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Garmin-Asus Garminfone Review

Posted: , by John V.

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Garmin-Asus Garminfone Review
The Garminfone is also available in Europe as the Garmin-Asus nuvifone A50.

Introduction:


It's round two for Garmin-Asus after their first venture into the US smartphone realm proved to be unflattering as their Garmin Nuvifone G60 handset for AT&T fizzled out quickly after being left in the dust by some other devices. It's hard to look back and wonder if that phone was truly considered a smartphone as it didn't offer any of the big name mobile operating platforms, but instead opted to offer its own unique spin with its Linux based platform. T-Mobile has its hands on the second offering as the Garmin-Asus Garminfone is looking to catch a ride on the Android wagon and its growing surge in use among consumers. Always supplanting itself as a top tiered GPS manufacturer, the Garminfone will need to excel over its sour beginnings if it intends on being a force in the smartphone world as it's already crowded with a mix of manufacturers trying to get their piece of the pie. There's already a lot at stake with this launch as this might ultimately prove if Garmin will have a place in this competitive market or just stick to what they do best – making standalone GPS devices which is looking to become a dying business.

Garmin-Asus Garminfone Review
The package contains:
  • Garmin-Asus Garminfone
  • miniUSB Cable
  • Stereo Headset with Adapter
  • Dash Mount
  • Wall Charger
  • Car Charger
  • Start Guide


Design:

Similar in design to the Nuvifone G60, there's a sense of ruggedness to be found on the Garminfone as it employs a lot of design elements found on some of their line of standalone GPS devices. Although it doesn't exactly sport an innovative design, the slate like look of the handset is fitting as it's constructed mostly out of plastic and highlighted with some chrome-like accents on its sides – while the soft touch coating on the rear provides for that sturdy feel. The average sized device doesn't look or feel too bulky (4.90 oz) in the hand as its plastic exterior does make it feel rather natural and comfortable to hold. When it comes to sheer durability, we'd imagine that the Garminfone can withstand the usual normal wear and tear like scratching thanks to the soft touch coating, but we found the rear cover coming off on some occasions when dropping it onto the carpet from a height of 3 feet.

Garmin-Asus
 Garminfone is comfortable to hold - Garmin-Asus Garminfone Review
Garmin-Asus
 Garminfone is comfortable to hold - Garmin-Asus Garminfone Review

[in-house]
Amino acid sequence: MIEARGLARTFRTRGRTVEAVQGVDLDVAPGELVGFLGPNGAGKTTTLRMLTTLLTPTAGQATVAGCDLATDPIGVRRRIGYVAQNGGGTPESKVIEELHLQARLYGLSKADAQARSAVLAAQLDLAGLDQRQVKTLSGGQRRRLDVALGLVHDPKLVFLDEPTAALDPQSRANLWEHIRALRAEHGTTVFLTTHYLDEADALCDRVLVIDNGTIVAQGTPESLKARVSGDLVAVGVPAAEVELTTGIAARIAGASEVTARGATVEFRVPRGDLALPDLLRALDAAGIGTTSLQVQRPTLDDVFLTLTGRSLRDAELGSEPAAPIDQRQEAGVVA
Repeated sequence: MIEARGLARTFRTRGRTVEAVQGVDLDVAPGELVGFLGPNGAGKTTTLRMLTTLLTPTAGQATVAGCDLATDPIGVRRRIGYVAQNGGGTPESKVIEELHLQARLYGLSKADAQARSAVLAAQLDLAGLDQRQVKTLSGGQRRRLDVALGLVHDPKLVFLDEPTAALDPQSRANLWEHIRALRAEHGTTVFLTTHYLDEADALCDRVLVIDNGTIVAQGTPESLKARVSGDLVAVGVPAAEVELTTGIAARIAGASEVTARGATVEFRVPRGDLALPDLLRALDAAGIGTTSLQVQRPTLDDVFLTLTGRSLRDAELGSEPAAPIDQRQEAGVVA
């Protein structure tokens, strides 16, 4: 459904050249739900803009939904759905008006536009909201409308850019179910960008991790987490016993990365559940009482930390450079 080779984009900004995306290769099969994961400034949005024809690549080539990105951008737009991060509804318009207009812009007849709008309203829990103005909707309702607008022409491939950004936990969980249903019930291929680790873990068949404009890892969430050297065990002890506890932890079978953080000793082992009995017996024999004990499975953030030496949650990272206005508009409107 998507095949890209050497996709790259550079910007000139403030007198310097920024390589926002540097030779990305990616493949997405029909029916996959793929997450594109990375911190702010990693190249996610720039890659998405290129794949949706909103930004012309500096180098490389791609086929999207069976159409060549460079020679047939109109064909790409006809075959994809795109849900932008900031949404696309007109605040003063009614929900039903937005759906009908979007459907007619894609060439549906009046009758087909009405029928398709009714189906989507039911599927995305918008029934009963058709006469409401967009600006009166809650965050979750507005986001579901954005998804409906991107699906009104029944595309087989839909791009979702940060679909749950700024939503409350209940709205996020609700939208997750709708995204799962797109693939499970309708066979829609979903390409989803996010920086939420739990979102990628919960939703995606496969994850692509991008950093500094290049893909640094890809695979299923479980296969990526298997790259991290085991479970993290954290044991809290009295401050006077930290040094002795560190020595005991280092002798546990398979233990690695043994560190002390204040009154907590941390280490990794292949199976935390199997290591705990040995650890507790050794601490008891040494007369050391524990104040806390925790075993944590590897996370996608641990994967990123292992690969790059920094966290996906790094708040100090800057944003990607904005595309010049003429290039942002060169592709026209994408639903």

Garmin-Asus
 Garminfone is comfortable to hold - Garmin-Asus Garminfone Review

Garmin-Asus Garminfone is comfortable to hold


Garmin-Asus Garminfone Review

You can compare the Garmin-Asus Garminfone with many other phones using our Size Visualization Tool.

By no means is it the sharpest display out there, but the Garminfone's 3.5” HVGA (320 x 480) display has support for 262k colors – which does well in producing realistic colors, but lacks the fine detail as text can sometimes have that jagged look to it. Since it doesn't utilize the resistive tech found on the Nuvifone G60 and their line of GPS devices, the capacitive touchscreen is pretty responsive to the touch and works accordingly with Android. Seeing that one would think that it will be primarily used in a car for navigation, it allows for some good viewing angles which enable you to see what's on-screen from almost every angle. Even as we used the handset outside and in direct sunlight, we were still able to see the display without much difficulty.

Garmin-Asus Garminfone Review
Garmin-Asus Garminfone Review
Garmin-Asus Garminfone Review


There's a sizable amount of real-estate found directly below the touchscreen where the d-pad and touch sensitive buttons are located. The latter of which are your typical buttons found with the Android platform – these include the back, call, menu, and home buttons. We're glad to see that there is ample spacing between them and the touchscreen which made accidental presses come in at a minimum. We also found the directional pad to be appropriately sized and responsive while pressing down the middle button accomplishes a selection. The right side of the handset houses the volume rocker and two-level shutter key – both of which are raised, but feel extremely stiff when pressed. There's also  a notch found on both the left and right edges where the included dash mount latches onto it and charges the phone. All by itself on the top edge is the well sized and tactile power button while the miniUSB port for charging/data connection can be found on the bottom. Flipping it over to its rear, we're presented to the 3-megapixel auto-focus camera and speakerphone. Removing the rear cover can be accomplished by sliding it in one direction where it'll provide you access to the battery, microSD card slot, and SIM slot.

Garmin-Asus Garminfone Review
Garmin-Asus Garminfone Review
The sides of Garmin-Asus
 Garminfone - Garmin-Asus Garminfone Review
The sides of Garmin-Asus
 Garminfone - Garmin-Asus Garminfone Review

The sides of Garmin-Asus Garminfone




Garmin-Asus Garminfone Review
Garmin-Asus Garminfone Review
Garmin-Asus Garminfone Review


Garmin-Asus Garminfone 360 Degrees View:


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Display3.5 inches, 320 x 480 pixels (165 ppi) TFT
Camera3 megapixels
Hardware
Qualcomm Snapdragon S1 MSM7227, Single core, 600 MHz, ARM11 processor
256 MB RAM
Size4.57 x 2.46 x 0.49 inches
(116 x 62 x 12 mm)
4.90 oz  (139 g)
Battery1500 mAh, 8 hours talk time

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